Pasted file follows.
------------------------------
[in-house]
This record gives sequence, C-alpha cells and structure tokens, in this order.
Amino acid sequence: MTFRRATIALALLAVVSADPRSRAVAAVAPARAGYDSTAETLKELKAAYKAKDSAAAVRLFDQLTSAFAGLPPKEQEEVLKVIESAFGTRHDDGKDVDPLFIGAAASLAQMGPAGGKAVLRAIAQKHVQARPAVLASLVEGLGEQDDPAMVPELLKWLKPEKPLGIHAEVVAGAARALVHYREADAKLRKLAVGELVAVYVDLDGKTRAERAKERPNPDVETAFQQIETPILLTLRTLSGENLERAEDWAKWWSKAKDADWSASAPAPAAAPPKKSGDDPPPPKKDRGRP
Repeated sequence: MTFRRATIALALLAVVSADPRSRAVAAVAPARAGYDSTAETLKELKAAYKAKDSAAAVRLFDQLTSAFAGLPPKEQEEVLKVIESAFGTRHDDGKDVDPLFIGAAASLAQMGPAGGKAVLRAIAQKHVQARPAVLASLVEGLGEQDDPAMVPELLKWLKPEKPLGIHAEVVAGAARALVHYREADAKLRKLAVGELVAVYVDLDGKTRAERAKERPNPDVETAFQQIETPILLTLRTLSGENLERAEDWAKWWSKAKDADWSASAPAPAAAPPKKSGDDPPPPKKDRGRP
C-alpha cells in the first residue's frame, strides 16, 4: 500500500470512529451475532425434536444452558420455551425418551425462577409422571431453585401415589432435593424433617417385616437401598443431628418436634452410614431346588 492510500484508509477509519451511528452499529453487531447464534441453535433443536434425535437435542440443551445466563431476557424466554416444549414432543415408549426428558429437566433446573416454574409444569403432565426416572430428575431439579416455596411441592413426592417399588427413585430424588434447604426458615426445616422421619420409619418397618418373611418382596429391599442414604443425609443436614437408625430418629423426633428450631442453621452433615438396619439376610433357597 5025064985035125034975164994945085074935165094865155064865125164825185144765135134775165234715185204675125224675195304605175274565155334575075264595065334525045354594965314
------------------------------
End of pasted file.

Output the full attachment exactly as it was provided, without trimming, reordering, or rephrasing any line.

[in-house]
This record gives sequence, C-alpha cells and structure tokens, in this order.
Amino acid sequence: MTFRRATIALALLAVVSADPRSRAVAAVAPARAGYDSTAETLKELKAAYKAKDSAAAVRLFDQLTSAFAGLPPKEQEEVLKVIESAFGTRHDDGKDVDPLFIGAAASLAQMGPAGGKAVLRAIAQKHVQARPAVLASLVEGLGEQDDPAMVPELLKWLKPEKPLGIHAEVVAGAARALVHYREADAKLRKLAVGELVAVYVDLDGKTRAERAKERPNPDVETAFQQIETPILLTLRTLSGENLERAEDWAKWWSKAKDADWSASAPAPAAAPPKKSGDDPPPPKKDRGRP
Repeated sequence: MTFRRATIALALLAVVSADPRSRAVAAVAPARAGYDSTAETLKELKAAYKAKDSAAAVRLFDQLTSAFAGLPPKEQEEVLKVIESAFGTRHDDGKDVDPLFIGAAASLAQMGPAGGKAVLRAIAQKHVQARPAVLASLVEGLGEQDDPAMVPELLKWLKPEKPLGIHAEVVAGAARALVHYREADAKLRKLAVGELVAVYVDLDGKTRAERAKERPNPDVETAFQQIETPILLTLRTLSGENLERAEDWAKWWSKAKDADWSASAPAPAAAPPKKSGDDPPPPKKDRGRP
C-alpha cells in the first residue's frame, strides 16, 4: 500500500470512529451475532425434536444452558420455551425418551425462577409422571431453585401415589432435593424433617417385616437401598443431628418436634452410614431346588 492510500484508509477509519451511528452499529453487531447464534441453535433443536434425535437435542440443551445466563431476557424466554416444549414432543415408549426428558429437566433446573416454574409444569403432565426416572430428575431439579416455596411441592413426592417399588427413585430424588434447604426458615426445616422421619420409619418397618418373611418382596429391599442414604443425609443436614437408625430418629423426633428450631442453621452433615438396619439376610433357597 5025064985035125034975164994945085074935165094865155064865125164825185144765135134775165234715185204675125224675195304605175274565155334575075264595065334525045354594965314